Have you ever seen Jeg er Dina? Perhaps I should have had a Scandanavian edition.

      Thanks for reading and commenting.



  8. subroto November 12, 2014 at 9:51 pm #

    Here’s looking at your blogpost, Doug. Nice one.

    • dmmacilroy November 13, 2014 at 12:33 am #

      Dear Subroto,




  9. aliciajamtaas November 13, 2014 at 12:02 am #

    Count me confused! How I wish I new what you’re referencing – I’m sure light bulbs would flash all across my mind!

    • dmmacilroy November 13, 2014 at 12:33 am #

      Dear Alicia,

      It’s just a ramble through a few of the eighties more iconic movies. A weak non-story, but a trip down memory lane for some. If you saw those movies, you’d recognize the last lines of each.

      Thanks for reading and putting up with my eccentricities.



      • aliciajamtaas November 17, 2014 at 6:53 pm #

        Dear Fouh, I was doing archaeology in the eighties and was far from any movies, iconic or not. So . . . I miss a lot of what people are talking about when they reference media during those times.

  10. Suzanne Joshi November 13, 2014 at 8:44 am #

    Doug, I saw a little of Out of Africa on TV but not the whole thing. The vampire movie I remember well as it was a favorite of my son’s. I saw it more than once on TV and it was pretty good. I just can’t think of the name of it at the moment. The others I’m not sure of. Well written as always. 🙂 — Susan

    • dmmacilroy November 14, 2014 at 3:48 am #

      Dear Susan,

      Thank you for reading and commenting so kindly. This vignette was fun to write but probably would end up on the cutting room floor in the real world. Call it 51% on the Rotten Tomatometer. Good enough to post but not going to win the Oscar.



  11. Suzanne Joshi November 13, 2014 at 8:46 am #

    It seems to me that the vampire movie was titled The Lost Boys.

  12. draliman November 13, 2014 at 1:32 pm #

    Great, after that last line I’ve got “Dum dum dum dum People are strange…” stuck in my head. At least I recognised one film (The Lost Boys is a favourite of mine)!

    • dmmacilroy November 14, 2014 at 3:44 am #

      Dear Draliman,

      The Lost Boys was pure camp at its best. Good music and a great movie that didn’t take itself too seriously. The others were good, too, and are listed in my tags. Thanks for reading and commenting.



  13. Leona H - Shadow Strokes November 13, 2014 at 6:01 pm #

    I LOVED it! POV, perspective, hidden meaning. super-sharp hearing and the irony of the last comment. FUN!

    • dmmacilroy November 14, 2014 at 3:42 am #

      Dear Leona,

      You are sweet to love my weak entry. Fun is a good word for what I was going for. Thank you for reading and commenting.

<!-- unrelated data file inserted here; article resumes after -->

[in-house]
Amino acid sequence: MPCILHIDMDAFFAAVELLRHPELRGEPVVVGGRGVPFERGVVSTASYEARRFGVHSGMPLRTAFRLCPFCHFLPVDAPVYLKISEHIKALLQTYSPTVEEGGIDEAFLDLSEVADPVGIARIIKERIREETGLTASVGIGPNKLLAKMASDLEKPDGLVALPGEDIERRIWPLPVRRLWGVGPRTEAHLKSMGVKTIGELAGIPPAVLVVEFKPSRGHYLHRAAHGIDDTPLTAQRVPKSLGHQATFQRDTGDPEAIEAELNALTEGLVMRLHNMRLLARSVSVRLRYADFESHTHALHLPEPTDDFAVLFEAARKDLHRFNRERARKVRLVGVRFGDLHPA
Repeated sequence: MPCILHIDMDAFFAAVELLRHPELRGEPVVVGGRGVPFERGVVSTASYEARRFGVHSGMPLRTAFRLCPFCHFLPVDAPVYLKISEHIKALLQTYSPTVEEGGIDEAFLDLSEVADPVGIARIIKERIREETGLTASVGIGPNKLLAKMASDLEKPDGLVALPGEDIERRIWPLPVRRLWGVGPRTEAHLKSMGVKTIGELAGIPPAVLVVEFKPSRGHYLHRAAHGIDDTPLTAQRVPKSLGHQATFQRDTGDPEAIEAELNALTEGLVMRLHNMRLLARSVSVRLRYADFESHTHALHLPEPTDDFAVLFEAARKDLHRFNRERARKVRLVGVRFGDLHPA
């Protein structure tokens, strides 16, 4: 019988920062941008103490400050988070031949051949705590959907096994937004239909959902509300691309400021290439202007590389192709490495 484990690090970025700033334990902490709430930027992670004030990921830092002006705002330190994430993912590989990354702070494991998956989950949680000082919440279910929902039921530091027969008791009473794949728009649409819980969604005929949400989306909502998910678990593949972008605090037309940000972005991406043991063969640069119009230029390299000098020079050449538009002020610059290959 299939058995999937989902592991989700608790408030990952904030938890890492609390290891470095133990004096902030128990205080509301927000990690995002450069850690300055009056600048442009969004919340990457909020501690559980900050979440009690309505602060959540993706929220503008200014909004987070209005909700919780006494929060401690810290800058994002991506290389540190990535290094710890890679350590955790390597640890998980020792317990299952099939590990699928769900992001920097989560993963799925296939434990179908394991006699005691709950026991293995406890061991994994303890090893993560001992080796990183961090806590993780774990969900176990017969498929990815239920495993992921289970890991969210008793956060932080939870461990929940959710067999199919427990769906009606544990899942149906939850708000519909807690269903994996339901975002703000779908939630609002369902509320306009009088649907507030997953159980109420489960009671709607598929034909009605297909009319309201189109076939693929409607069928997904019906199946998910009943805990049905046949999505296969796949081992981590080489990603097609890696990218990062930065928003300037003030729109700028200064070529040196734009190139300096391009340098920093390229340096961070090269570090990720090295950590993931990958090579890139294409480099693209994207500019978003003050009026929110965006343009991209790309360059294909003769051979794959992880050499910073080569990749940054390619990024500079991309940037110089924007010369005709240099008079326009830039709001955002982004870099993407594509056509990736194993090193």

• Leona H - Shadow Strokes November 16, 2014 at 3:54 pm #

        I would never call the strong imaginative POV you took on this picture weak. We all strive for perfection. Sometimes we get the creative, sometimes the dialogue, sometimes the words flow like magic; rarely do we get all of it. I’m finishing the works of Jack London and often as I digest each carefully constructed phrase I want to jump up and smash my treacherous keyboard to death!

        I’m sure he considered some of his stories weak, too. 😉


  14. storydivamg November 13, 2014 at 6:13 pm #

    Dear Doug,
    I must admit to feeling a bit lost until the last paragraph. That vamp line was one I could sink my teeth into. 🙂 Good perspective though. In so few words it’s difficult to be truly universal when it comes to the back lot.

    All my best,
    Marie Gail

    • dmmacilroy November 14, 2014 at 3:41 am #

      Dear Marie,

      I love how you turned your comment into a themed ride through the town. And I’m glad you liked the vampire line. I wish they’d all go back to sleep.

      Thanks for dropping by to read.



  15. Perry Block (@PerryBlock) November 14, 2014 at 2:44 am #

    I only really got No.2 but I don’t think I saw 3 and 4 and believe it or not, I’m not a huge fan of Blade Runner. But a very engaging post, skillful as usual,and I’m sick of all the damn vampires too!

    • dmmacilroy November 14, 2014 at 3:37 am #

      Dear Perry,

      I’m heartened that you got my dig at the vampire crowd. At least back in the eighties the vampires were not all sparkly and pathetic. It is beginning to be interesting to hear who saw which film. All were iconic and worth a look if you ever get a free afternoon..

      Thanks for reading and commenting.



  16. plaridel November 14, 2014 at 6:36 am #

    memories are made of these. thank you.

    • dmmacilroy November 14, 2014 at 7:46 am #

      So they are. Thanks for reading.



  17. Bastet November 14, 2014 at 9:22 am #

    Dear Doug .. I really enjoyed this “sentimental journey” through some of the best films that Hollywood produced in that period! (I’ve seen Blade Runner in all of it’s manifestations such a great film!) Really enjoyed your post. Ciao, Georgia

    • dmmacilroy November 14, 2014 at 9:45 am #

      Dear Georgia,

      I love you!

      Thanks for such a nice comment on my vignette.



      • Bastet November 14, 2014 at 12:04 pm #

        Ooooooo … You’ve turned my head! 😉

  18. rgayer55 November 14, 2014 at 11:28 am #